• An essential business may have a partial suspension if their business operations are impacted by suppliers that are impacted by a government order.
  • A government order requiring businesses to reduce their normal operating hours can constitute a partial suspension of business operations.
  • Businesses generally will not qualify due solely to a loss of customers.
  • Businesses generally will not qualify if they are able to continue comparable operations by requiring their employees to telework.

It is important for businesses to examine any potential disruption in their business operations to determine if such disruption has a “more than nominal” impact and whether such disruption can be tied back to mandatory obligations imposed by a government order.

  • Gross Receipts Condition

The other eligibility condition is the gross receipts condition. This is a mechanical test that compares the current quarter’s gross receipts with the gross receipts from the same quarter in 2019. The gross receipts condition was also changed by the new legislation, for 2021 only, to allow for more employers to be eligible. Thus, the gross receipts test is different based on whether the quarter being tested is a quarter in 2020 versus a quarter in 2021. The gross receipts condition is satisfied as follows:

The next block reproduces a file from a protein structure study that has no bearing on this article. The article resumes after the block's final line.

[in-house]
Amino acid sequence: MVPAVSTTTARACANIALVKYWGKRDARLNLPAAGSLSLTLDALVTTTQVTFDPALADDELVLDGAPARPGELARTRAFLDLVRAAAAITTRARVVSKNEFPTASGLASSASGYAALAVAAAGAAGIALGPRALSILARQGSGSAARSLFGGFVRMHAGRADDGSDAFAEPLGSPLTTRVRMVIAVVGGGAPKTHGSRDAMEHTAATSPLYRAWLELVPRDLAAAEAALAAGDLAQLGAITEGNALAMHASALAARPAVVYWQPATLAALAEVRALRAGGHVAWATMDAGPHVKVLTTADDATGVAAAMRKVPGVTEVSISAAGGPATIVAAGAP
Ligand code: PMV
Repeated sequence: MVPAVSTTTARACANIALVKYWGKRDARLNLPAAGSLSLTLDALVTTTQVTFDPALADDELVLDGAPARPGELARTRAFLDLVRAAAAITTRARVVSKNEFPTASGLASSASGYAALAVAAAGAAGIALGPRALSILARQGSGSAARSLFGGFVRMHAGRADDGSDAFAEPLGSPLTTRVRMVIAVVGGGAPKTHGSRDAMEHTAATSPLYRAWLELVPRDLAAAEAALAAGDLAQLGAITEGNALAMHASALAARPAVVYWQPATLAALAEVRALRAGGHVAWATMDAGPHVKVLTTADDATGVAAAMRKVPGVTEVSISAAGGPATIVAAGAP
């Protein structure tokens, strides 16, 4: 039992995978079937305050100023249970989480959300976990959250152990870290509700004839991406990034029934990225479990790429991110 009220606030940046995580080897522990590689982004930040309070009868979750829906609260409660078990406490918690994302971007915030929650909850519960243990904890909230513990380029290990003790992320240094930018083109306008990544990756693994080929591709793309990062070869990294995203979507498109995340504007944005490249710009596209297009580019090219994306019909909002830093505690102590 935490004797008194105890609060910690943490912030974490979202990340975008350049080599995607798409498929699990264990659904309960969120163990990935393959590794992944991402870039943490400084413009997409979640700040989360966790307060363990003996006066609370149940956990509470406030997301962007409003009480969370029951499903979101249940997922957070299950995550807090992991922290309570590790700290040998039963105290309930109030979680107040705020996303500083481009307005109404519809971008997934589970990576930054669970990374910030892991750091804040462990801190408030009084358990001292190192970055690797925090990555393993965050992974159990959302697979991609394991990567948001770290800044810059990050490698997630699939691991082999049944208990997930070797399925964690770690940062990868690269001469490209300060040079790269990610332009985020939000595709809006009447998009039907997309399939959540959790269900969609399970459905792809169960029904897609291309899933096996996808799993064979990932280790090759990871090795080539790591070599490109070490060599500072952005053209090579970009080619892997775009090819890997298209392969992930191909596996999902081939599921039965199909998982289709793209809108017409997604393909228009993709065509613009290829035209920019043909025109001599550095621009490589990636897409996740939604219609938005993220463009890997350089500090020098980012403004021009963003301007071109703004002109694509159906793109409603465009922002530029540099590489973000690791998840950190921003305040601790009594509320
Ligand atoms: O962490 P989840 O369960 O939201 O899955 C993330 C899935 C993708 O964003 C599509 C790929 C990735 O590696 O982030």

• 2020 ERC:
      • Gross receipts for a quarter declined by more than 50% as compared to gross receipts during the same quarter in 2019.
      • Employers remain eligible until the end of a quarter whereby gross receipts exceed 80% of gross receipts during the same quarter in 2019.
    • 2021 ERC:
      • Gross receipts for a quarter declined by more than 20% as compared to gross receipts during the same quarter in 2019.
      • Employers can elect to use the prior quarter in order to qualify for the quarter of 2021 being tested. For example, for Q1 2021 an employer can either test Q4 2020 against Q4 2019 or Q1 2021 against Q1 2019.
Qualified Wages

If an employer is an eligible employer because they have an eligible quarter, then the credit amount will be determined based on the amount of qualified wages paid during the eligible period. The eligible period is different based on which eligibility condition was satisfied. Qualified wages are limited to wages paid during the period business operations are fully or partially suspended if the business suspension condition is the basis for qualification. However, qualified wages can include wages paid during the entire quarter if the gross receipts condition is the basis for qualification. Thus, it is generally more beneficial to qualify pursuant to the gross receipts condition whenever possible unless business operations were fully or partially suspended during the entire quarter as well.